So the “justification” would have to be provided by “fixing” the intelligence around the policy. Bush was just going to make things up, since the realities did not actually justify his planned war! The British cabinet sat around and admitted to themselves that a) there was no justification for the war into which they were allowing themselves to be dragged and b) that the war would be gotten up through Goebbels-like techniques!
It is even worse. British Attorney-General Lord Goldsmith was at the meeting. He had to think up a justification for the war in international law. Britain is in Europe, and Europe takes international law seriously. You could have war crimes trials. (Remember that Chilean dictator Augusto Pinochet almost got tried in Spain for killing 5000 people in the 1970s).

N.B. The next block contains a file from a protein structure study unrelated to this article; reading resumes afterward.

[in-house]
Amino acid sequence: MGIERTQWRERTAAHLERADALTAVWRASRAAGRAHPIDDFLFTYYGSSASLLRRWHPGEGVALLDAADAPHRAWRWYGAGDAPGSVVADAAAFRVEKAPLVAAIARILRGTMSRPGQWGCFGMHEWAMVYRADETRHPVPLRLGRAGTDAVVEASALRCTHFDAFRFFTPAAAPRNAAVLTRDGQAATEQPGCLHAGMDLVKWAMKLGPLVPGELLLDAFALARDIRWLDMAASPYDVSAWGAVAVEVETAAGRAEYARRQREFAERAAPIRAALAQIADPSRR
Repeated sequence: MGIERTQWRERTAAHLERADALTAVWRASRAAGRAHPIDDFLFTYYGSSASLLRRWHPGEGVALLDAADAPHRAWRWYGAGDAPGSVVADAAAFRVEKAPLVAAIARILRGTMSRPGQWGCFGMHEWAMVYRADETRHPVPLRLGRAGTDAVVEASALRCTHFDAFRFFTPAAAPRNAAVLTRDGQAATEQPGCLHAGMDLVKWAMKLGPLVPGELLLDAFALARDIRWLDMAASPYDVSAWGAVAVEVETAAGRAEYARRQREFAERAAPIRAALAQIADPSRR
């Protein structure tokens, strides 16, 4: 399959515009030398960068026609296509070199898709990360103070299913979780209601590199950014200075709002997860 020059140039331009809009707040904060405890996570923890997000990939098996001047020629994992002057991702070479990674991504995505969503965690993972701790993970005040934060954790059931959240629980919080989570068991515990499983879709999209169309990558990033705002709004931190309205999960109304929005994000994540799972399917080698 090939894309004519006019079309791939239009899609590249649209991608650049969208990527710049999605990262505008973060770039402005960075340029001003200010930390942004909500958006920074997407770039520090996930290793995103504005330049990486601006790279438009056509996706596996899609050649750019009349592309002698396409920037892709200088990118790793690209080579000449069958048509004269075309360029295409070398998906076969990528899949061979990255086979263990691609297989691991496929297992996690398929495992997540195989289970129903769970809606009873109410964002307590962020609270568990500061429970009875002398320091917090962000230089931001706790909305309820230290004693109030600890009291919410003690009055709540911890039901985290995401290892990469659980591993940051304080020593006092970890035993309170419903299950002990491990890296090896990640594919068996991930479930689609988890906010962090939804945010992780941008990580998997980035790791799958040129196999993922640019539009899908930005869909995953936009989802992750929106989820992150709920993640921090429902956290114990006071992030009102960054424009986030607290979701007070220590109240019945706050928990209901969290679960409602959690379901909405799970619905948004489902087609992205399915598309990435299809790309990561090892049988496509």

Goldsmith was as nervous as a cat in a roomful of rocking chairs: “The Attorney-General said that the desire for regime change was not a legal base for military action. There were three possible legal bases: self-defence, humanitarian intervention, or UNSC authorisation. The first and second could not be the base in this case. Relying on UNSCR 1205 of three years ago would be difficult. The situation might of course change.”